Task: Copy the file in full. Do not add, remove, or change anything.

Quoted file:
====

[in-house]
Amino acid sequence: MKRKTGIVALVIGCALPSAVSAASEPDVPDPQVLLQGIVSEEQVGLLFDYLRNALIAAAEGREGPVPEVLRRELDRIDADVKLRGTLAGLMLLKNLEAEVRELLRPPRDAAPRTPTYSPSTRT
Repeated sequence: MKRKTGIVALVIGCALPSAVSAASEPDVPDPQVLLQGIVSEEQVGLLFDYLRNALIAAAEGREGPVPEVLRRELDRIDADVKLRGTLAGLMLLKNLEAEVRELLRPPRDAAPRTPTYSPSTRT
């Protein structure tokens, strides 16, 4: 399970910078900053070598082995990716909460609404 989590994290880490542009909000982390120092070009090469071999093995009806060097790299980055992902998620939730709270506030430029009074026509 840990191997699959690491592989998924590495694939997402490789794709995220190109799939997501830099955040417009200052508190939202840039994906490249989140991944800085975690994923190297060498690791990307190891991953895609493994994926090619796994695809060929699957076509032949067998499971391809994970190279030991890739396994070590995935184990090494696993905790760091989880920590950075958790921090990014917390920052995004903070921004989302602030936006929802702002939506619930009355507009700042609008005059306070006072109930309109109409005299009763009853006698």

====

[in-house]
Amino acid sequence: MKRKTGIVALVIGCALPSAVSAASEPDVPDPQVLLQGIVSEEQVGLLFDYLRNALIAAAEGREGPVPEVLRRELDRIDADVKLRGTLAGLMLLKNLEAEVRELLRPPRDAAPRTPTYSPSTRT
Repeated sequence: MKRKTGIVALVIGCALPSAVSAASEPDVPDPQVLLQGIVSEEQVGLLFDYLRNALIAAAEGREGPVPEVLRRELDRIDADVKLRGTLAGLMLLKNLEAEVRELLRPPRDAAPRTPTYSPSTRT
């Protein structure tokens, strides 16, 4: 399970910078900053070598082995990716909460609404 989590994290880490542009909000982390120092070009090469071999093995009806060097790299980055992902998620939730709270506030430029009074026509 840990191997699959690491592989998924590495694939997402490789794709995220190109799939997501830099955040417009200052508190939202840039994906490249989140991944800085975690994923190297060498690791990307190891991953895609493994994926090619796994695809060929699957076509032949067998499971391809994970190279030991890739396994070590995935184990090494696993905790760091989880920590950075958790921090990014917390920052995004903070921004989302602030936006929802702002939506619930009355507009700042609008005059306070006072109930309109109409005299009763009853006698």